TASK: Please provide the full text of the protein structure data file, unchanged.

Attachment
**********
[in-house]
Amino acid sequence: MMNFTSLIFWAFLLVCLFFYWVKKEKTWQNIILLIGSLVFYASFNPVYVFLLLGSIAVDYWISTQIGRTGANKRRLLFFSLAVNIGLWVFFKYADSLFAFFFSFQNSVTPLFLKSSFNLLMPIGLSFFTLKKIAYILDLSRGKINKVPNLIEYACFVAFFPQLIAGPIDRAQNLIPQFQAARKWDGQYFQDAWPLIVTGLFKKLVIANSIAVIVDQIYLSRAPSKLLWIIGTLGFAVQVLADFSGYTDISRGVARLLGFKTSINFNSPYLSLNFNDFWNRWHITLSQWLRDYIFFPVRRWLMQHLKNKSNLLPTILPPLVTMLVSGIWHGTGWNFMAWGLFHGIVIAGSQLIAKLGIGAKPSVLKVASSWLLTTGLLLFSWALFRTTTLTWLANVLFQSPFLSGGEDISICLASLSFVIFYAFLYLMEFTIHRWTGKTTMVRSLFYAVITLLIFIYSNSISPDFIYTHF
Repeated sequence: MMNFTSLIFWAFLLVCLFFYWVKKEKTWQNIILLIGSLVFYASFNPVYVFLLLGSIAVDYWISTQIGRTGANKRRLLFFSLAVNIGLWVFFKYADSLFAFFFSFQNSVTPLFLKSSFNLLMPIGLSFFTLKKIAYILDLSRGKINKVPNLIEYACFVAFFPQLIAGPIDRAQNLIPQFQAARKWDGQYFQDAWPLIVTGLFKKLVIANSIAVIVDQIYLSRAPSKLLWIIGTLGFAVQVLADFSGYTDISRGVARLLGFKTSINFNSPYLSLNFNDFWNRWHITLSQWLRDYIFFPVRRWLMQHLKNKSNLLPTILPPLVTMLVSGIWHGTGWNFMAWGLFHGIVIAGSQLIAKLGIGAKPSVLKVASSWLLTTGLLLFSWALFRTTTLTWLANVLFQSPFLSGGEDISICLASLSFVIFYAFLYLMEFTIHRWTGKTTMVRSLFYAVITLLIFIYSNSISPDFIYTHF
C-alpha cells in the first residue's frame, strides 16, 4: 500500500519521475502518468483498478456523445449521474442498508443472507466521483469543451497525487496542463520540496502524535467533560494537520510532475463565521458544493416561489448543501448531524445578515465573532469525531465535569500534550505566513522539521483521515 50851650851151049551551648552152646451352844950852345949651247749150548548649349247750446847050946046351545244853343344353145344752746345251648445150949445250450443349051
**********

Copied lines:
[in-house]
Amino acid sequence: MMNFTSLIFWAFLLVCLFFYWVKKEKTWQNIILLIGSLVFYASFNPVYVFLLLGSIAVDYWISTQIGRTGANKRRLLFFSLAVNIGLWVFFKYADSLFAFFFSFQNSVTPLFLKSSFNLLMPIGLSFFTLKKIAYILDLSRGKINKVPNLIEYACFVAFFPQLIAGPIDRAQNLIPQFQAARKWDGQYFQDAWPLIVTGLFKKLVIANSIAVIVDQIYLSRAPSKLLWIIGTLGFAVQVLADFSGYTDISRGVARLLGFKTSINFNSPYLSLNFNDFWNRWHITLSQWLRDYIFFPVRRWLMQHLKNKSNLLPTILPPLVTMLVSGIWHGTGWNFMAWGLFHGIVIAGSQLIAKLGIGAKPSVLKVASSWLLTTGLLLFSWALFRTTTLTWLANVLFQSPFLSGGEDISICLASLSFVIFYAFLYLMEFTIHRWTGKTTMVRSLFYAVITLLIFIYSNSISPDFIYTHF
Repeated sequence: MMNFTSLIFWAFLLVCLFFYWVKKEKTWQNIILLIGSLVFYASFNPVYVFLLLGSIAVDYWISTQIGRTGANKRRLLFFSLAVNIGLWVFFKYADSLFAFFFSFQNSVTPLFLKSSFNLLMPIGLSFFTLKKIAYILDLSRGKINKVPNLIEYACFVAFFPQLIAGPIDRAQNLIPQFQAARKWDGQYFQDAWPLIVTGLFKKLVIANSIAVIVDQIYLSRAPSKLLWIIGTLGFAVQVLADFSGYTDISRGVARLLGFKTSINFNSPYLSLNFNDFWNRWHITLSQWLRDYIFFPVRRWLMQHLKNKSNLLPTILPPLVTMLVSGIWHGTGWNFMAWGLFHGIVIAGSQLIAKLGIGAKPSVLKVASSWLLTTGLLLFSWALFRTTTLTWLANVLFQSPFLSGGEDISICLASLSFVIFYAFLYLMEFTIHRWTGKTTMVRSLFYAVITLLIFIYSNSISPDFIYTHF
C-alpha cells in the first residue's frame, strides 16, 4: 500500500519521475502518468483498478456523445449521474442498508443472507466521483469543451497525487496542463520540496502524535467533560494537520510532475463565521458544493416561489448543501448531524445578515465573532469525531465535569500534550505566513522539521483521515 50851650851151049551551648552152646451352844950852345949651247749150548548649349247750446847050946046351545244853343344353145344752746345251648445150949445250450443349051